Brandon Taylor’s highly praised debut novel, Real Life, gets deep into desire, intimacy, sex, abuse, homophobia, racism, misogyny, love, hate and the blurred lines between friends and lovers. Oh, and let’s not forget cut-throat scientific academia.
San Anselmo author Kate Milliken reads from her new novel, "Kept Animals." It's set in a southern California neighborhood of horse ranches and movie stars, and it revolves around the relationships of teenage girls.
San Francisco author Marilyn Chase reads from her new book "Everything She Touched: The Life of Ruth Asawa." The artist Ruth Asawa was imprisoned as a Japanese American during World War II and later revolutionized scultpure and art education.
Oakland author Monica Sok reads from her book of poetry, "A Nail the Evening Hangs On," which explores the Cambodian diaspora. It’s about what it means to inherit a history of genocide and process inter-generational trauma.
San Francisco poet Thea Matthews ignites the microphone in literary scenes around the Bay Area. Her debut book Unearth [The Flowers] is a personal collection of poems about survival, challenging oppression, and healing.
Oakland author Mary Monroe has been captivating her readers with juicy storylines and unforgettable characters for decades. Her latest novel “Across the Way” is about two neighboring couples who are both friends and enemies living in 1930s Alabama.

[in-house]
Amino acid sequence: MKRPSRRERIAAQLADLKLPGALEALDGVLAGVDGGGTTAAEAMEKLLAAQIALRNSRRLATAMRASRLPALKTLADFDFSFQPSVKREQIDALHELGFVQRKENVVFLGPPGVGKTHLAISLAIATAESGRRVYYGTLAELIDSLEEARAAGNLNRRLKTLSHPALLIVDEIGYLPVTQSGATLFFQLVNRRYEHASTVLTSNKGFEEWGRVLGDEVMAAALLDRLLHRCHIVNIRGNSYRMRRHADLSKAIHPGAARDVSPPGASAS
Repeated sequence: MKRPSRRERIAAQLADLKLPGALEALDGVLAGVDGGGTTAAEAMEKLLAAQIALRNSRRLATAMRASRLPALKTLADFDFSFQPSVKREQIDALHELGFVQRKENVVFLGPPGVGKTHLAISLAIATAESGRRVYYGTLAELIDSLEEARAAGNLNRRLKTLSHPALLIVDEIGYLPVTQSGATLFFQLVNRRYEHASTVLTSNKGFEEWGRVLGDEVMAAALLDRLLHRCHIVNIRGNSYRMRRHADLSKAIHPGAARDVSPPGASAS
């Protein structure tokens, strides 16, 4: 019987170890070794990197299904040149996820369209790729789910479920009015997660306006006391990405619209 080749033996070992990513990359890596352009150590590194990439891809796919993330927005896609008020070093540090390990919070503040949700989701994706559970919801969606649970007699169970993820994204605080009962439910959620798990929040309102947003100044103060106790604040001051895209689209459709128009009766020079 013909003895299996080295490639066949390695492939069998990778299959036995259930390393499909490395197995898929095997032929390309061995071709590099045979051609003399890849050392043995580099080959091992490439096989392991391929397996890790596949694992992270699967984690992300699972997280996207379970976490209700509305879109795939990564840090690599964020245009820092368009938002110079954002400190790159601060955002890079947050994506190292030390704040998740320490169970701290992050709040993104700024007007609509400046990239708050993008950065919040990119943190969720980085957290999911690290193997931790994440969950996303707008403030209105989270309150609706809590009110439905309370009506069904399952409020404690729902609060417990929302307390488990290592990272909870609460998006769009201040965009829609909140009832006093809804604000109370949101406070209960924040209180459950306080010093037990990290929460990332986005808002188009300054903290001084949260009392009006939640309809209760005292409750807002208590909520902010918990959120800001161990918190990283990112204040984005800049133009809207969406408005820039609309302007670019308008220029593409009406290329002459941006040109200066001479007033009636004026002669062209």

April is National Poetry Month, and for some poetry helps make sense of the world. M.K. Chavez writes poetry that reflects on what’s going on in society and inside of herself.
Chavez is the author of "Mothermorphosis" and "Dear Animal," Her work has been honored by PEN Oakland and the Berkeley Public Library Foundation among others. In this interview she talks about themes in her writing such as nature and her mother’s battle with schizophrenia.
Every day brings an avalanche of anxiety-inducing news: The spread of novel coronavirus, the reaction of the markets, the stress on the healthcare system, and the pending November elections. Singularly, each event is worrying. Collectively, it is hard to take it all in. Where can we find a moment of respite from all the news? Host Grace Won talks with a group of authors, artists and experts to hear how they are using art, music and literature to cope in these challenging times. What are you listening to, reading or watching to calm your nerves?
Lisa D. Gray could barely read when she became fascinated with books. Now she’s penning award-winning stories about race and class. Lisa is the founder of Our Voices Our Stories SF, a literary event where women writers of color and the community engage.